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I'm comparing two groups of people on a binary variable. The number of successes is really small for the two groups (which wasn't expected, due to a lack of previous quantitative research on the subject) and the number of total observations is not so great (450), so we have group A with 2 successes on 225 observations, and group B with 10 successes on 225 observations.

The p-value from a chi-squared test is significant but really close to the pre-set alpha level (the significance level was 0.05 and the p-value is about 0.04). A problem I see is that for example just one more success in group A would make the test non significant.

For these two reasons (small numbers + p-value really close to the significance level), I have serious doubts about the "significant" result being in any way reliable.

Are there some good references that can confirm (or infirm, for that matter) my intuition, and that I could refer my readers to as a form of caveat?

I still want to report the p-value but attach a caveat to it, to show to interested people that a larger sample size would be required to reproduce the study and get a more reliable result. There's some qualitative research data hinting to a difference between the two groups, but for the moment there's a lack of reliable statistical/quantitative research that would show the same thing or contradict it.

Thanks for any pointer!

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    $\begingroup$ Congratulations on how you're handling this. Perhaps not quite what you're looking for, but Chapter 4 of Frank Harrell's text on Regression Modeling Strategies notes that with a binary outcome you should be reluctant to fit any model where the number of cases in the minority class (12 in your case) is less than 15 times the number of predictors (1 predictor in your case, requiring 15 minority-class members). His online text puts it a bit differently, but gives the same "effective sample size" of 12. $\endgroup$
    – EdM
    Commented May 25, 2023 at 15:51

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My suggestion is to complement the p-value with a report of the effect size and its confidence interval (and don't use the word "significant"). For your data, the relevant effect size is the relative risk.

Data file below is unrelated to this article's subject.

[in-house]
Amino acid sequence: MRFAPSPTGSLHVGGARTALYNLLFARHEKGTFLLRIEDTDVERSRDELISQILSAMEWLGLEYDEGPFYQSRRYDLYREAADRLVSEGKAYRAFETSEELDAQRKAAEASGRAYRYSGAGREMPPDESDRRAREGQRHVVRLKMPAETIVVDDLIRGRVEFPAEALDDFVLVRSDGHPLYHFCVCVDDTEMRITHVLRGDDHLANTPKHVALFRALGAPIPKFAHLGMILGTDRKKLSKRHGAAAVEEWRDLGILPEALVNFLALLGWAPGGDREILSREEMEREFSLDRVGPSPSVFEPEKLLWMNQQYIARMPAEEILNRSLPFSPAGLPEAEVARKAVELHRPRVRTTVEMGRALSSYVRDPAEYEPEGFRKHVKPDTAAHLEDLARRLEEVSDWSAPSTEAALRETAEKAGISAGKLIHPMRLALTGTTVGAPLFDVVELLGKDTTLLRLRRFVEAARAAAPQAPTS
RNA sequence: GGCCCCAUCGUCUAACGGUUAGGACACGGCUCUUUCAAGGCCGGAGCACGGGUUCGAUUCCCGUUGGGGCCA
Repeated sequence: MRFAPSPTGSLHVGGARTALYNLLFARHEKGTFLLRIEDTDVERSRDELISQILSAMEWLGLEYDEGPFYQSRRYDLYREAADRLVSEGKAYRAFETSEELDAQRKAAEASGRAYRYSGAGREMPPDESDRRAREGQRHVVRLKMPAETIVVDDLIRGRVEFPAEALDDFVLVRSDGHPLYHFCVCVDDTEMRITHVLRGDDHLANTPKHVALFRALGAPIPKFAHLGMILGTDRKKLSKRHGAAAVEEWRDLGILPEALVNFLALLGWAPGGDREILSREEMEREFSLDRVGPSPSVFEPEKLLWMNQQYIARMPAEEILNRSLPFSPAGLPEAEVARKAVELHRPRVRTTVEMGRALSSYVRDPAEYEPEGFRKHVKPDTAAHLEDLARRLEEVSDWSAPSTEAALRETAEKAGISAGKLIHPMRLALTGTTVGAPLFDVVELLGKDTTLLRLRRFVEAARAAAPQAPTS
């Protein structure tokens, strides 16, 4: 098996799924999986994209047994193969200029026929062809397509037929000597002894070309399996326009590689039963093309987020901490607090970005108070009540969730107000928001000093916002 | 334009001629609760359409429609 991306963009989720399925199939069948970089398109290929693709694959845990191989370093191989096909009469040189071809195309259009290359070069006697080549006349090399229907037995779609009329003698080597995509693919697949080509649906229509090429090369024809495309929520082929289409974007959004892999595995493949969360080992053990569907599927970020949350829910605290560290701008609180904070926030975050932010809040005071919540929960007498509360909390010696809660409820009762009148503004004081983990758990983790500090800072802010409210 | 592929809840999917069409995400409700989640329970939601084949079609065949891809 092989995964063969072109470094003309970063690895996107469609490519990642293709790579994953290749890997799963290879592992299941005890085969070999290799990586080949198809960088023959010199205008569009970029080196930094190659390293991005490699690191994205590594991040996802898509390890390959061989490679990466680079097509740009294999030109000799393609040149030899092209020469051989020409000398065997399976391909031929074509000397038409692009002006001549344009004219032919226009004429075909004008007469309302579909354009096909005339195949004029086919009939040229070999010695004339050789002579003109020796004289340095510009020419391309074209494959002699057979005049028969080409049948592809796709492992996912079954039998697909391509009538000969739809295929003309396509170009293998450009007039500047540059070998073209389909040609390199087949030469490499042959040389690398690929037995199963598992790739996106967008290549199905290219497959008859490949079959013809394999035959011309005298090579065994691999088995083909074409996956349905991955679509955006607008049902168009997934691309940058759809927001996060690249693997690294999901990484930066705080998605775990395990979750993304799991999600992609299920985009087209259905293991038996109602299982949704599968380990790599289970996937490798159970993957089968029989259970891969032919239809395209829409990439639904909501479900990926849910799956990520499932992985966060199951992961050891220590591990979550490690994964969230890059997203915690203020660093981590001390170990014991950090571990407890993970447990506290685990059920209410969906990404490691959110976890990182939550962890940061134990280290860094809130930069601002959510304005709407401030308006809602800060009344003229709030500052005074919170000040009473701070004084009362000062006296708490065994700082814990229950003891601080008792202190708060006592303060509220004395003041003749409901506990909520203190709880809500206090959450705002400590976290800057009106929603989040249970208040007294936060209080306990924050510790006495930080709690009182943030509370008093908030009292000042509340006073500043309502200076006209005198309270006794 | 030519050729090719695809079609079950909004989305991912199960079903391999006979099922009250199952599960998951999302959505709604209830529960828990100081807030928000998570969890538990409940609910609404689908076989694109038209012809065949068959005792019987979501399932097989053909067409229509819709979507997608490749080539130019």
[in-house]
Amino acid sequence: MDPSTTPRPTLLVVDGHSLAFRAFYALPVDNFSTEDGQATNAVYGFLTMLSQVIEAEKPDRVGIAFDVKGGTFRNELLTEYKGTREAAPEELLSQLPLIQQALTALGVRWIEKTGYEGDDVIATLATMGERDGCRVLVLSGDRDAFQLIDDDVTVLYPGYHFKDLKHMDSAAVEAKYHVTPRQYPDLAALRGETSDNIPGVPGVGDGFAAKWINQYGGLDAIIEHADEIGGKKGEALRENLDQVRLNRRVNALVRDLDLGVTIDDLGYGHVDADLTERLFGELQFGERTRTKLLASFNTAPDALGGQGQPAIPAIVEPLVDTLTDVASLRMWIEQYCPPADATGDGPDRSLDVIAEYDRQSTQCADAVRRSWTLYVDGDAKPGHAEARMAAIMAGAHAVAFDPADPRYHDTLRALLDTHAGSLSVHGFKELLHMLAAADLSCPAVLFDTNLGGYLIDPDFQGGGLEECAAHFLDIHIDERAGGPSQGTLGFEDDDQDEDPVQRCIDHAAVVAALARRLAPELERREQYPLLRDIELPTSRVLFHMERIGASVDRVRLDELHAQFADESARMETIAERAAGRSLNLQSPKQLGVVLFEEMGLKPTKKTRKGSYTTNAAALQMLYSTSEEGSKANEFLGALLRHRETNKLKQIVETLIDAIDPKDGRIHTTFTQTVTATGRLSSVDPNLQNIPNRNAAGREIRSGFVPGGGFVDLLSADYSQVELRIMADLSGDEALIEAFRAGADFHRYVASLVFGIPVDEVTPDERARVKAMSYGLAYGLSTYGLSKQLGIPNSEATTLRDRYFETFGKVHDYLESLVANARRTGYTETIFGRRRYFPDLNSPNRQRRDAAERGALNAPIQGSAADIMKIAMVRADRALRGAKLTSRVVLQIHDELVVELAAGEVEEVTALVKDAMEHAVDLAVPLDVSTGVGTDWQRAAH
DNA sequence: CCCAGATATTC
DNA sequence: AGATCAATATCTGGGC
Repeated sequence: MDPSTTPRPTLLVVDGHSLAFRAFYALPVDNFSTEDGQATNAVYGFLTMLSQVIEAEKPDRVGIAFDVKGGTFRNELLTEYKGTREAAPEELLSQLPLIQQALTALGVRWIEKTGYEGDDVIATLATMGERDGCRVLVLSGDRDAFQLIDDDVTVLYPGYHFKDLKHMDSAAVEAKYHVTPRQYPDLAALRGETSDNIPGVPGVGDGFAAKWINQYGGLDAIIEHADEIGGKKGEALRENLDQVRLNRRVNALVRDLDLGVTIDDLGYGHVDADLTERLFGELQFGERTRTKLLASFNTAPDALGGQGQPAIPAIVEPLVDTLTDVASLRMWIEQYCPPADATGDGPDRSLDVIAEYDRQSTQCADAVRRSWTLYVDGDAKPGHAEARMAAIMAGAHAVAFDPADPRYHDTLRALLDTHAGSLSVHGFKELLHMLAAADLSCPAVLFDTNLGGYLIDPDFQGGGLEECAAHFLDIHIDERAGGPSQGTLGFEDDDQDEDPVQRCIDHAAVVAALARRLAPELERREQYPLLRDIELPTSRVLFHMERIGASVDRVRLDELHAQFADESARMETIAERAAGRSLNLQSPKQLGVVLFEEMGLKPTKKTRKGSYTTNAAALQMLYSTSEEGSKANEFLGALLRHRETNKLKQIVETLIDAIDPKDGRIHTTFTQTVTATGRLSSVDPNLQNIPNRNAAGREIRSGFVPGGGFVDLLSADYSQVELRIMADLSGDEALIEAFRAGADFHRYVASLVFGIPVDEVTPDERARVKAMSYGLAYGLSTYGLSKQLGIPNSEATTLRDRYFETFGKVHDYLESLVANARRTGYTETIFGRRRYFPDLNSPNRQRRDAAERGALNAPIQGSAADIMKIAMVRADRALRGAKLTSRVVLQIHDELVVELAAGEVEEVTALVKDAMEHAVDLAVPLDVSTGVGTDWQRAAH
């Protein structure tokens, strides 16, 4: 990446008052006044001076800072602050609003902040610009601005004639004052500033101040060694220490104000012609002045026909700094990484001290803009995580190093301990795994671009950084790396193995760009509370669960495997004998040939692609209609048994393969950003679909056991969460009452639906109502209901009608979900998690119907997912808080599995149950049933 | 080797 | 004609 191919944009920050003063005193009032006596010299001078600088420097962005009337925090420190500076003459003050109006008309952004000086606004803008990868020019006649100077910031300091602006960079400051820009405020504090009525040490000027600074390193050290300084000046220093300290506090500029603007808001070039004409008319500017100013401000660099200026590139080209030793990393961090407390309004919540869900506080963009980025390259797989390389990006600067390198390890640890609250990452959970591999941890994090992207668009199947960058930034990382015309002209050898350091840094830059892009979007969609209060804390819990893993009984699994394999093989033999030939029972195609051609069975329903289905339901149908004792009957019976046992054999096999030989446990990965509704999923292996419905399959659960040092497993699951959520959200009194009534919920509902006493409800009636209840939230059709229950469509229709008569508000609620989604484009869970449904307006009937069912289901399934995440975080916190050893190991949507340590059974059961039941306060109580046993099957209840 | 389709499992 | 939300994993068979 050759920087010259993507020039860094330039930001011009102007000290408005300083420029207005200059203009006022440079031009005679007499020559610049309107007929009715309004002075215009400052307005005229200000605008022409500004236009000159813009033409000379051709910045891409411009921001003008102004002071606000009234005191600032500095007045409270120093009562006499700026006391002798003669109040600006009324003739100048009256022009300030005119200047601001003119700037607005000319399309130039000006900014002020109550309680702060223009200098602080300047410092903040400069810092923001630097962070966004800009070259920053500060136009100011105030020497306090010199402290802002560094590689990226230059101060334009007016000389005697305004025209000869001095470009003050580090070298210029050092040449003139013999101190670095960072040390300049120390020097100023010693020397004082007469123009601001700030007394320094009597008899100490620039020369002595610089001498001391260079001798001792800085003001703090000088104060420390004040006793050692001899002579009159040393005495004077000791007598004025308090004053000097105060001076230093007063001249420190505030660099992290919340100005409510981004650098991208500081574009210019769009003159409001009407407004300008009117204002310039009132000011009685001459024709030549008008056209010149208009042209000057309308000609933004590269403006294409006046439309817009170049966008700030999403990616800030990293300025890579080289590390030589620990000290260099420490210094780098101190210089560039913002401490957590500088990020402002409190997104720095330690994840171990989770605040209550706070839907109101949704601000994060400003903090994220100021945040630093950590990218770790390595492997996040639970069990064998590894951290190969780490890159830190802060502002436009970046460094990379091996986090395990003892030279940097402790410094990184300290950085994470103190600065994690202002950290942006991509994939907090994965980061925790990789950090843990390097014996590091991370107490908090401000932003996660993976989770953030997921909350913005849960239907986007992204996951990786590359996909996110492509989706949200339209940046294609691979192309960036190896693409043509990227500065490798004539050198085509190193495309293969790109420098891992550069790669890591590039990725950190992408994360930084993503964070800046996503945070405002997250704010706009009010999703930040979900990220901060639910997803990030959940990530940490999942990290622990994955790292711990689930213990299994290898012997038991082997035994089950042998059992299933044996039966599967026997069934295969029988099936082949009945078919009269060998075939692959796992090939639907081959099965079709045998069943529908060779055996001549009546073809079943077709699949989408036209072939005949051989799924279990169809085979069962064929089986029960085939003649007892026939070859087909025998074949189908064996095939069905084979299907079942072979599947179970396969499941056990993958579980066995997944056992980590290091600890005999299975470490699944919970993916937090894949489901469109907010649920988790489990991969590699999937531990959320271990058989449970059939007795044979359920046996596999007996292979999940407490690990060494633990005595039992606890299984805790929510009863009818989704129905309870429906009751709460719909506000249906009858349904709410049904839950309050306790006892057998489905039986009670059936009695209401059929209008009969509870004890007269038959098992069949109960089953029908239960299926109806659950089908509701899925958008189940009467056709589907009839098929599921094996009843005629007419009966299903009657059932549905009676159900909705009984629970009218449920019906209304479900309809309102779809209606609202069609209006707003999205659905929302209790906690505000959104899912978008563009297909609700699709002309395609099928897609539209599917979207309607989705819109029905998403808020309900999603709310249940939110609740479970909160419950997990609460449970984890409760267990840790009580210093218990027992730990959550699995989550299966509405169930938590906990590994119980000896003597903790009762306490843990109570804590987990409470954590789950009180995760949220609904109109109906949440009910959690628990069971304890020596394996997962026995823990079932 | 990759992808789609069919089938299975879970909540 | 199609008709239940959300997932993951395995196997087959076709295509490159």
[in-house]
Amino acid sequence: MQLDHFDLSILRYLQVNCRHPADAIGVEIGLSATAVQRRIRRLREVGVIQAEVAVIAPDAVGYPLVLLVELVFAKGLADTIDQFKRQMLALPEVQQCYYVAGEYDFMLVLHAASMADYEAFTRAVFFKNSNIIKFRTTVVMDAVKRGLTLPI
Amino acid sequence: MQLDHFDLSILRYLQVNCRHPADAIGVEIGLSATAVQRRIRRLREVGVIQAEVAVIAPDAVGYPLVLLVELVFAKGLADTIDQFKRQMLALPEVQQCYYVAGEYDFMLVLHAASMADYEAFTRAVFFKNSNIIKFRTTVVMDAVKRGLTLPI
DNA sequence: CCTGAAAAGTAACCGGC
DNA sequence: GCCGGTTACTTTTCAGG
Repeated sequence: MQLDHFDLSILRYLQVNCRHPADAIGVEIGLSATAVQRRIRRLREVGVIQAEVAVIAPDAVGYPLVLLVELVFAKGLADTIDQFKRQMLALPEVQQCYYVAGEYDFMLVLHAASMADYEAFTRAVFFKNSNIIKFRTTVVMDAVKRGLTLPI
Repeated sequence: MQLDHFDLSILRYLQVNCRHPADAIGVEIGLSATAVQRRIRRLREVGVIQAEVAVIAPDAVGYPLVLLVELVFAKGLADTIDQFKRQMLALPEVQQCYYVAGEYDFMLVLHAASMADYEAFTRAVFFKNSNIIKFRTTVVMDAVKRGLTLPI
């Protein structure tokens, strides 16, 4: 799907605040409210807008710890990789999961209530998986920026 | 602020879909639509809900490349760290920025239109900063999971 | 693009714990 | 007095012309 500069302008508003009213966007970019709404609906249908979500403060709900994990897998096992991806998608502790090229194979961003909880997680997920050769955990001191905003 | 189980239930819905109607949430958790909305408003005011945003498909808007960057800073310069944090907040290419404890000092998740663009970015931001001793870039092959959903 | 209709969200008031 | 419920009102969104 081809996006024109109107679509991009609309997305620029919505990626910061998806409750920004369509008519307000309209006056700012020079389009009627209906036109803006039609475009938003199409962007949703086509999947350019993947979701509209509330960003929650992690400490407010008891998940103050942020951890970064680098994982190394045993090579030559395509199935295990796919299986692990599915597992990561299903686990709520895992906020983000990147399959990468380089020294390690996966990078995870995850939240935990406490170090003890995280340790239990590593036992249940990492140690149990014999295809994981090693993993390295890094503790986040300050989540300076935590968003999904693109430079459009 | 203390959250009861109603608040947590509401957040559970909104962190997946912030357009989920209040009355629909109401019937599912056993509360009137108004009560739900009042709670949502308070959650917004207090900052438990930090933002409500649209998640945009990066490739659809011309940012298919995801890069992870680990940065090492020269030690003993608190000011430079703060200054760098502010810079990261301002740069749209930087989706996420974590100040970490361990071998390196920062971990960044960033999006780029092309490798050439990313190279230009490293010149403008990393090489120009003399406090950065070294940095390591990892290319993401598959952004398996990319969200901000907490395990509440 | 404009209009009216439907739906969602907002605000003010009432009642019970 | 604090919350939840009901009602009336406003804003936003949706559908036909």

The relative risk is 5.0 and its 95% CI ranges from 1.3 to 20.2, from a 30% increase to a 20-fold increase. That wide range expresses the uncertainty you want to convey.

There are several ways to compute (estimate) the CI. I used Koopman asymptotic score implemented in GraphPad Prism. Here is a screenshot of the results: enter image description here

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This is a nice example of a situation where the all too conventional all-or-none description of the results as 'significant' or 'not significant' is unhelpful, as you have sensibly noticed. I agree with Harvey Motulsky's answer, but would add a few considerations.

First, note that a p-value of 0.04 is only ever fairly weak evidence against the null hypothesis. Where your the sample size is small the false positive error rate does not increase (assuming the statistical model is appropriate), but a 'significant' result will often come from a sample that severely exaggerates the true effect.

Next, note that the individual binary data points carry relatively little information, and so even though the p-value falls within the conventionally 'significant' range, the likelihood function from your data will be relatively widely spread and so if you were to do a Bayesian analysis (maybe you should!) you would find that the posterior probability distribution would not be moved very much from your prior. (All of that is to say that a a result of p=0.04 is says that you have fairly weak evidence against the null.)

Finally, note that the reliability of a statistical test is only as good as the statistical model is well matched to the actual data generating and sampling systems.